Alas Geoff, Joe and Ade were all bone-dry courtesy of their cars/ swags. Their smugness was noted, bikes were fired up, as was Warwick's Lotus which he had brought along for a change to his R1:
This nifty jalopy (prised out of his father's paws) has taken up any spare time Wart has been able to throw at it in the last 2 years. The engine has been in and out umpteen times, the block has been rebored, recalcitrant oil leaks have been attacked with determination, etc. and this weekend was its first dash into the wild forests of the South West! Despite Warwick's anxious occasional glances at the dipstick, the Lotus went like a rocket with not a whiff of smoke, hooking through the bends and twisties that some mad Pom had originally designed it for.
And here's an incidental shot of us lads inspecting the progress on Project Lotus with inspirational beers last year some time. :-)
Anyway, once Mr Grump-meister had been squared up with some dosh (and we had vowed under our breath never again to grace his establishment with our carcasses) we tore off into the South West. The GS1000, having its main jets spot-on, reached the old ton with ease. Nevertheless Ade steamed past in his Landie a few times, and it was good to have the lad back for these jaunts I must say.
Naturally we found our way to The Cidery in Bridgetown where the fatigue was beginning to show itself:
From there we wound along the familiar and beloved strips of tarmac that join Bridgetown to Nannup to Karridale. We set up camp and after a few beers and the inevitable fry-up of lamb chops washed down with stubbies of Vic Bitter, all chased down with some Black Label that Warwick generously doled out, it was time to hit the hay. For a change I pitched my 'tarp' between a couple of poles and so we turned in for the evening, ready for a drier night's sleep. Yes indeed, we were all a bit tuckered:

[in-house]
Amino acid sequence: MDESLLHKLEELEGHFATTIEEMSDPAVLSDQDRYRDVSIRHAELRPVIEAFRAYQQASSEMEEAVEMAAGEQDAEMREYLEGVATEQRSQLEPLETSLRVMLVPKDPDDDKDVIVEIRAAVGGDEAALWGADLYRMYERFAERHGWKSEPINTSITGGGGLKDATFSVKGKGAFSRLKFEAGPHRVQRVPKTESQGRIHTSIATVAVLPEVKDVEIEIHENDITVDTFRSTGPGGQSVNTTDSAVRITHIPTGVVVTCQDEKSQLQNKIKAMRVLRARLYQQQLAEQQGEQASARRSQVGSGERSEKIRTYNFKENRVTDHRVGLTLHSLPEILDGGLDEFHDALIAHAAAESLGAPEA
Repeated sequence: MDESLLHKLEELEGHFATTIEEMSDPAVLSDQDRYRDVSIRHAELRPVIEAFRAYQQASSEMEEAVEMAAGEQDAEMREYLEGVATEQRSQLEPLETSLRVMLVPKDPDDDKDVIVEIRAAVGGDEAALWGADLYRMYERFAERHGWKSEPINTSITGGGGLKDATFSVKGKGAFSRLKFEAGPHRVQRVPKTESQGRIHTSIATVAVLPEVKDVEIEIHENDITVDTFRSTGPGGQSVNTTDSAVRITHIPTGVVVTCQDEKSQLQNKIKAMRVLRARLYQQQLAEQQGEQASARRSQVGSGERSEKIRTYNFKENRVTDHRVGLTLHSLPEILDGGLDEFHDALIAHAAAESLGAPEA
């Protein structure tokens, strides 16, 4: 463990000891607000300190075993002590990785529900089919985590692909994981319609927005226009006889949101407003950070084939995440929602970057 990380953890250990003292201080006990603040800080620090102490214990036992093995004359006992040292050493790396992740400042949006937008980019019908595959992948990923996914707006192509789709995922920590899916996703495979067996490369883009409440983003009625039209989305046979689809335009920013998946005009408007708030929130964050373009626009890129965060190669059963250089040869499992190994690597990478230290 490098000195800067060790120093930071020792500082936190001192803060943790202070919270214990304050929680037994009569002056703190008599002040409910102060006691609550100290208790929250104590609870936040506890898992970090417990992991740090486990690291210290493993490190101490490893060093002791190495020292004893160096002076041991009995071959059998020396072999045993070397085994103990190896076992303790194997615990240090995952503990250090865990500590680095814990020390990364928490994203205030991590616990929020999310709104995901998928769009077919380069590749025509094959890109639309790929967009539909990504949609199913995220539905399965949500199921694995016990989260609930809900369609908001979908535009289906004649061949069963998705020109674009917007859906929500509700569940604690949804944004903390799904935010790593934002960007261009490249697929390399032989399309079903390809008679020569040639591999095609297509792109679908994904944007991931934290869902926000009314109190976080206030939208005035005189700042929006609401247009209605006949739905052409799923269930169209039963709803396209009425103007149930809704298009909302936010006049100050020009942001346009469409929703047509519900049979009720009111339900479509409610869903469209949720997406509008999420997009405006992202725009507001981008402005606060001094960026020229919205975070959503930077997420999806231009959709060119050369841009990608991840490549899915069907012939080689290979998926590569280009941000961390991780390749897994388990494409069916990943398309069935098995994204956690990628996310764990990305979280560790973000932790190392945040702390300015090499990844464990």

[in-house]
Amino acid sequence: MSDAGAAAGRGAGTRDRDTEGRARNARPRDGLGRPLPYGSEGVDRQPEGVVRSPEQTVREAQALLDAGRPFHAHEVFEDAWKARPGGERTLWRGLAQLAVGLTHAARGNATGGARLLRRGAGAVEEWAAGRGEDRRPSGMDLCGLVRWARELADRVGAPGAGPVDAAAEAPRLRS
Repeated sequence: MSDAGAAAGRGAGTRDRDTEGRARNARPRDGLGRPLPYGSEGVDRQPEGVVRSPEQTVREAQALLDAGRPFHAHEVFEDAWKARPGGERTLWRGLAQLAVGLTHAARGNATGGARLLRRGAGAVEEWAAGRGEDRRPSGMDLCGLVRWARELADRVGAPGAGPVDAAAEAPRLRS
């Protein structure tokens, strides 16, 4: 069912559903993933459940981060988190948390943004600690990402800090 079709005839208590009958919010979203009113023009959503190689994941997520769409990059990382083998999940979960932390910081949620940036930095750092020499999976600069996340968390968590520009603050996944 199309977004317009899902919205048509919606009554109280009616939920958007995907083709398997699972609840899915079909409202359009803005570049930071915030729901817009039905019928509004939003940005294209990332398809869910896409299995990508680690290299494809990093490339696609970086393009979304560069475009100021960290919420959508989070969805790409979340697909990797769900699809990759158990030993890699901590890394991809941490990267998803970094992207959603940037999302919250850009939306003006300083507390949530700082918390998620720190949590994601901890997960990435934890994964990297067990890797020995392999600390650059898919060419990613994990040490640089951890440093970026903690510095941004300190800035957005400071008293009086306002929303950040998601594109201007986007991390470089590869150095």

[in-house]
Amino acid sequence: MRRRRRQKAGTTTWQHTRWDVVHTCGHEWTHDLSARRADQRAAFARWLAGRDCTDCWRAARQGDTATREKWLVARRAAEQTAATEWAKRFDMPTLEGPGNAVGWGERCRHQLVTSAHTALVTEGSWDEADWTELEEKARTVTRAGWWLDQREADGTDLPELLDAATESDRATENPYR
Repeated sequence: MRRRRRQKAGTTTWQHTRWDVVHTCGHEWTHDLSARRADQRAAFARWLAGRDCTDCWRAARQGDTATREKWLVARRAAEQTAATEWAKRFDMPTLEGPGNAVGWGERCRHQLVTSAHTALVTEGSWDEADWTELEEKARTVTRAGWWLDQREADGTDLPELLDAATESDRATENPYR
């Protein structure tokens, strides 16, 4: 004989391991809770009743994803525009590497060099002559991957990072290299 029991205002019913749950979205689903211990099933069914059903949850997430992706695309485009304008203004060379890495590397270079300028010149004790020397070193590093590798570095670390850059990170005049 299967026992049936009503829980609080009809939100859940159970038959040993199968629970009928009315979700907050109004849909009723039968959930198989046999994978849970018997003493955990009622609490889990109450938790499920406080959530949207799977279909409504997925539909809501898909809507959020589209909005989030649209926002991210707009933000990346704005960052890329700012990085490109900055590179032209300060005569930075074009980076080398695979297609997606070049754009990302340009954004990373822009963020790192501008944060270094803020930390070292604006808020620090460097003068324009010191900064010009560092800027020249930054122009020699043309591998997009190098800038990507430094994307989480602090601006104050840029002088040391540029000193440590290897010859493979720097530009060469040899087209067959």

27 years later, the gents at Hamamatsu turned out another 1000cc beastie:
The next day it was north up Caves Road, back towards Perth and home. The weather was still a bit damp, so some hot coffees at Yalingup were welcome:
After taking some time to view the heaving ocean swell, we then more or less then split our various ways. By now my back was giving me jippo, so I had to stop about every 20 mins on the way back to Perth and rue my ageing frame.
It was on the final bum-break at a BP roadhouse that I found myself staring into the bottom of a cup of coffee, reflecting on the fact that the weekend had been -- weather-wise at least -- the most miserable ride for a long time. My back was sore, my feet were still damp and semi-numb, I'd hardly slept, and my tired brain was swilling around somewhere in the bottom of the cup when...
... a Japanese tourist gent walked up and asked, "Is that your motorcycle out there?" 'Oh blast,' I thought, 'don't tell me he's backed his Hertz rental van* over it?!' "Err, yeah it's mine," I said, mildly startled. And I will never forget what he said next. Pausing for a few seconds as he gazed off into middle-distance, he then quietly said, "That is a nice motorcycle!" What better tonic could a knackered biker have?! And so it was, folks, that my misery was BANISHED!
Stay tuned for the next venture, when Warwick returns to the saddle of his R1, Joe and Watto give us all another run for our money, Ade brings his new V12-powered Defender, Geoff decides that he'll do more than one evening at Dwellingup, Edan rises from his hospital bed, Pete is back from grey-nomadding around the continent, and the weather is dry!
* Not to be confused with 'Hertz Van Rental', the famous Dutchman who founded his own car hire company.